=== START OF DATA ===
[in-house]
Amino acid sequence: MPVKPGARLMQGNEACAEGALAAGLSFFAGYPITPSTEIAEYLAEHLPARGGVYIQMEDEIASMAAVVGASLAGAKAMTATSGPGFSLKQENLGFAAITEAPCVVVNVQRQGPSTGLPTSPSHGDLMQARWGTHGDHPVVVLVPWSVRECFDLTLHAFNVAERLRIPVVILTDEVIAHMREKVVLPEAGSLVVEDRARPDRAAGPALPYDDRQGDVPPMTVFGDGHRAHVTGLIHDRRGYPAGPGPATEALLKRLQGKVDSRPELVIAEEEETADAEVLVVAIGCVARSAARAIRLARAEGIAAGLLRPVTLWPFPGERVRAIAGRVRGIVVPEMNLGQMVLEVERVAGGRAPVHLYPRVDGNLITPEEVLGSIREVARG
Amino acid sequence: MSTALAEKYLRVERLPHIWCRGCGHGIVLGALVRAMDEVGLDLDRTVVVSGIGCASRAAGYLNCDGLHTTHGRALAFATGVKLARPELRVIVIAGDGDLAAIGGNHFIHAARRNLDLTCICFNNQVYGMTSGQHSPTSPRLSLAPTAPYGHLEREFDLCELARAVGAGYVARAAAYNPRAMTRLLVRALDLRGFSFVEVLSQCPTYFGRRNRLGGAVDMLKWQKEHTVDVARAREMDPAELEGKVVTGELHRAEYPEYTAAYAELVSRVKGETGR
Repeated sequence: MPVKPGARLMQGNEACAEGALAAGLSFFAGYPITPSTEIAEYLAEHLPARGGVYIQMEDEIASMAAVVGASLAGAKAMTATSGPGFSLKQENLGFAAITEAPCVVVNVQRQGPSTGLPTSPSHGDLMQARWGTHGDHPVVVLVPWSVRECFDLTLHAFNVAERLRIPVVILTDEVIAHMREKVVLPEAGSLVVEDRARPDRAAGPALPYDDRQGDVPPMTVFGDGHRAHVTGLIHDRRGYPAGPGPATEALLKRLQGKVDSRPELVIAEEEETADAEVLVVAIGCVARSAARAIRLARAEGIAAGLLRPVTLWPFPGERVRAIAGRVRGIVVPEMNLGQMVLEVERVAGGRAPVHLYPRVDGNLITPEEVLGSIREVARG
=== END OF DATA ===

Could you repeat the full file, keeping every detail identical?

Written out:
[in-house]
Amino acid sequence: MPVKPGARLMQGNEACAEGALAAGLSFFAGYPITPSTEIAEYLAEHLPARGGVYIQMEDEIASMAAVVGASLAGAKAMTATSGPGFSLKQENLGFAAITEAPCVVVNVQRQGPSTGLPTSPSHGDLMQARWGTHGDHPVVVLVPWSVRECFDLTLHAFNVAERLRIPVVILTDEVIAHMREKVVLPEAGSLVVEDRARPDRAAGPALPYDDRQGDVPPMTVFGDGHRAHVTGLIHDRRGYPAGPGPATEALLKRLQGKVDSRPELVIAEEEETADAEVLVVAIGCVARSAARAIRLARAEGIAAGLLRPVTLWPFPGERVRAIAGRVRGIVVPEMNLGQMVLEVERVAGGRAPVHLYPRVDGNLITPEEVLGSIREVARG
Amino acid sequence: MSTALAEKYLRVERLPHIWCRGCGHGIVLGALVRAMDEVGLDLDRTVVVSGIGCASRAAGYLNCDGLHTTHGRALAFATGVKLARPELRVIVIAGDGDLAAIGGNHFIHAARRNLDLTCICFNNQVYGMTSGQHSPTSPRLSLAPTAPYGHLEREFDLCELARAVGAGYVARAAAYNPRAMTRLLVRALDLRGFSFVEVLSQCPTYFGRRNRLGGAVDMLKWQKEHTVDVARAREMDPAELEGKVVTGELHRAEYPEYTAAYAELVSRVKGETGR
Repeated sequence: MPVKPGARLMQGNEACAEGALAAGLSFFAGYPITPSTEIAEYLAEHLPARGGVYIQMEDEIASMAAVVGASLAGAKAMTATSGPGFSLKQENLGFAAITEAPCVVVNVQRQGPSTGLPTSPSHGDLMQARWGTHGDHPVVVLVPWSVRECFDLTLHAFNVAERLRIPVVILTDEVIAHMREKVVLPEAGSLVVEDRARPDRAAGPALPYDDRQGDVPPMTVFGDGHRAHVTGLIHDRRGYPAGPGPATEALLKRLQGKVDSRPELVIAEEEETADAEVLVVAIGCVARSAARAIRLARAEGIAAGLLRPVTLWPFPGERVRAIAGRVRGIVVPEMNLGQMVLEVERVAGGRAPVHLYPRVDGNLITPEEVLGSIREVARG